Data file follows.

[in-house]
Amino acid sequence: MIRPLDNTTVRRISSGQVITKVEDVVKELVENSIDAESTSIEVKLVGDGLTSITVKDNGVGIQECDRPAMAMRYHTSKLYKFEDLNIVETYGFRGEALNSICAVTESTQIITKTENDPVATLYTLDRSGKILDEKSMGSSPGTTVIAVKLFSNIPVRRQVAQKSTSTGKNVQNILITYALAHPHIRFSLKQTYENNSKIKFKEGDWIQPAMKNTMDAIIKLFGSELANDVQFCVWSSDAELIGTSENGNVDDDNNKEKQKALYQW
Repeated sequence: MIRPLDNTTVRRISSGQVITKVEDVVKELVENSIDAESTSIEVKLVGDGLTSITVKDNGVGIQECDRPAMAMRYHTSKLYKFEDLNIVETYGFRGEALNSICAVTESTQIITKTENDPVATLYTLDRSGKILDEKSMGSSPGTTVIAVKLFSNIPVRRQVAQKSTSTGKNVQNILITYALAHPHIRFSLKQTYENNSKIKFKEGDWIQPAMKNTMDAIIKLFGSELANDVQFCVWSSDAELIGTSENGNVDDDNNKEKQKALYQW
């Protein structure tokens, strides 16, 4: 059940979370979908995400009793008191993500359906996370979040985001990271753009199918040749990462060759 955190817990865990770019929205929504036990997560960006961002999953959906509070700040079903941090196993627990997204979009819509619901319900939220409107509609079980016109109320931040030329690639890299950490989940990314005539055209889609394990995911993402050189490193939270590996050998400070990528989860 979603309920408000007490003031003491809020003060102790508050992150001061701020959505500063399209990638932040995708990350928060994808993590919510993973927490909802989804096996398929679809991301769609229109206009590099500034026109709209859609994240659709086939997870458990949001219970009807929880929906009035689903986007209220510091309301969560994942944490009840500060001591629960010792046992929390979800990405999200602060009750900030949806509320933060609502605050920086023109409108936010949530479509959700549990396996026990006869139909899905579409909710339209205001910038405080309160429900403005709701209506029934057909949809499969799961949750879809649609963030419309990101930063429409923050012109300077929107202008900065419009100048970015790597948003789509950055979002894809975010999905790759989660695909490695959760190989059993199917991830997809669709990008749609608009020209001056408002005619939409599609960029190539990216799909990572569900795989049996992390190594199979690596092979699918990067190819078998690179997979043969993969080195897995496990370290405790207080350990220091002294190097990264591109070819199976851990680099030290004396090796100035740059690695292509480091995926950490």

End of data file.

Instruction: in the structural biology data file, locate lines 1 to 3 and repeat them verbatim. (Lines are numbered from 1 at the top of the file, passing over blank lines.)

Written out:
[in-house]
Amino acid sequence: MIRPLDNTTVRRISSGQVITKVEDVVKELVENSIDAESTSIEVKLVGDGLTSITVKDNGVGIQECDRPAMAMRYHTSKLYKFEDLNIVETYGFRGEALNSICAVTESTQIITKTENDPVATLYTLDRSGKILDEKSMGSSPGTTVIAVKLFSNIPVRRQVAQKSTSTGKNVQNILITYALAHPHIRFSLKQTYENNSKIKFKEGDWIQPAMKNTMDAIIKLFGSELANDVQFCVWSSDAELIGTSENGNVDDDNNKEKQKALYQW
Repeated sequence: MIRPLDNTTVRRISSGQVITKVEDVVKELVENSIDAESTSIEVKLVGDGLTSITVKDNGVGIQECDRPAMAMRYHTSKLYKFEDLNIVETYGFRGEALNSICAVTESTQIITKTENDPVATLYTLDRSGKILDEKSMGSSPGTTVIAVKLFSNIPVRRQVAQKSTSTGKNVQNILITYALAHPHIRFSLKQTYENNSKIKFKEGDWIQPAMKNTMDAIIKLFGSELANDVQFCVWSSDAELIGTSENGNVDDDNNKEKQKALYQW